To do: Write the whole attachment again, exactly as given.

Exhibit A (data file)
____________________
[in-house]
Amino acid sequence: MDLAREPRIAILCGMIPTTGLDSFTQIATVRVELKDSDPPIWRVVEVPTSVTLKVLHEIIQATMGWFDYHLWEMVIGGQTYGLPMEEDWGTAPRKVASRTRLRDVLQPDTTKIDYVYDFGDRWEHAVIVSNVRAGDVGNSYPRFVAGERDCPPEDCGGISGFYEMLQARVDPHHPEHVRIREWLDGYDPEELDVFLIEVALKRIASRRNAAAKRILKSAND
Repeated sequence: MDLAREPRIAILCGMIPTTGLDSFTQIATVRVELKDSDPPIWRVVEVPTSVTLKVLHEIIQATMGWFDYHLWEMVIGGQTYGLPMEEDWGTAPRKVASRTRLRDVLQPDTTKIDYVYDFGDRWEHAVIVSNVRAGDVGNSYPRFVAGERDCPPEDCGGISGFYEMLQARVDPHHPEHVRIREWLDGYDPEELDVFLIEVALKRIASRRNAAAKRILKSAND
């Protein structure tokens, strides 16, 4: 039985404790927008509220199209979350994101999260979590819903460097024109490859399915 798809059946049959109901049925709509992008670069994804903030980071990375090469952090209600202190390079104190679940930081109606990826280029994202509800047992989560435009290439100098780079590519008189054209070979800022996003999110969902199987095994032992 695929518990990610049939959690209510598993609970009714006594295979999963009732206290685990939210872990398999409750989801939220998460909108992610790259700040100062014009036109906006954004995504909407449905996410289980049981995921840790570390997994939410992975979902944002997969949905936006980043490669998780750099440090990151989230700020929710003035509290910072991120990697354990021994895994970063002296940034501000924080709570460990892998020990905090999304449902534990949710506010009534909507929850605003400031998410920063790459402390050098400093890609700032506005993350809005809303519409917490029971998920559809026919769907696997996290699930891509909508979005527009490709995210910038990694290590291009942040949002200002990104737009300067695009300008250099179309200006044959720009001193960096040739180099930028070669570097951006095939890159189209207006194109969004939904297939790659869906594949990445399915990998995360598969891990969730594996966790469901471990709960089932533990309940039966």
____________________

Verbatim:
[in-house]
Amino acid sequence: MDLAREPRIAILCGMIPTTGLDSFTQIATVRVELKDSDPPIWRVVEVPTSVTLKVLHEIIQATMGWFDYHLWEMVIGGQTYGLPMEEDWGTAPRKVASRTRLRDVLQPDTTKIDYVYDFGDRWEHAVIVSNVRAGDVGNSYPRFVAGERDCPPEDCGGISGFYEMLQARVDPHHPEHVRIREWLDGYDPEELDVFLIEVALKRIASRRNAAAKRILKSAND
Repeated sequence: MDLAREPRIAILCGMIPTTGLDSFTQIATVRVELKDSDPPIWRVVEVPTSVTLKVLHEIIQATMGWFDYHLWEMVIGGQTYGLPMEEDWGTAPRKVASRTRLRDVLQPDTTKIDYVYDFGDRWEHAVIVSNVRAGDVGNSYPRFVAGERDCPPEDCGGISGFYEMLQARVDPHHPEHVRIREWLDGYDPEELDVFLIEVALKRIASRRNAAAKRILKSAND
């Protein structure tokens, strides 16, 4: 039985404790927008509220199209979350994101999260979590819903460097024109490859399915 798809059946049959109901049925709509992008670069994804903030980071990375090469952090209600202190390079104190679940930081109606990826280029994202509800047992989560435009290439100098780079590519008189054209070979800022996003999110969902199987095994032992 695929518990990610049939959690209510598993609970009714006594295979999963009732206290685990939210872990398999409750989801939220998460909108992610790259700040100062014009036109906006954004995504909407449905996410289980049981995921840790570390997994939410992975979902944002997969949905936006980043490669998780750099440090990151989230700020929710003035509290910072991120990697354990021994895994970063002296940034501000924080709570460990892998020990905090999304449902534990949710506010009534909507929850605003400031998410920063790459402390050098400093890609700032506005993350809005809303519409917490029971998920559809026919769907696997996290699930891509909508979005527009490709995210910038990694290590291009942040949002200002990104737009300067695009300008250099179309200006044959720009001193960096040739180099930028070669570097951006095939890159189209207006194109969004939904297939790659869906594949990445399915990998995360598969891990969730594996966790469901471990709960089932533990309940039966």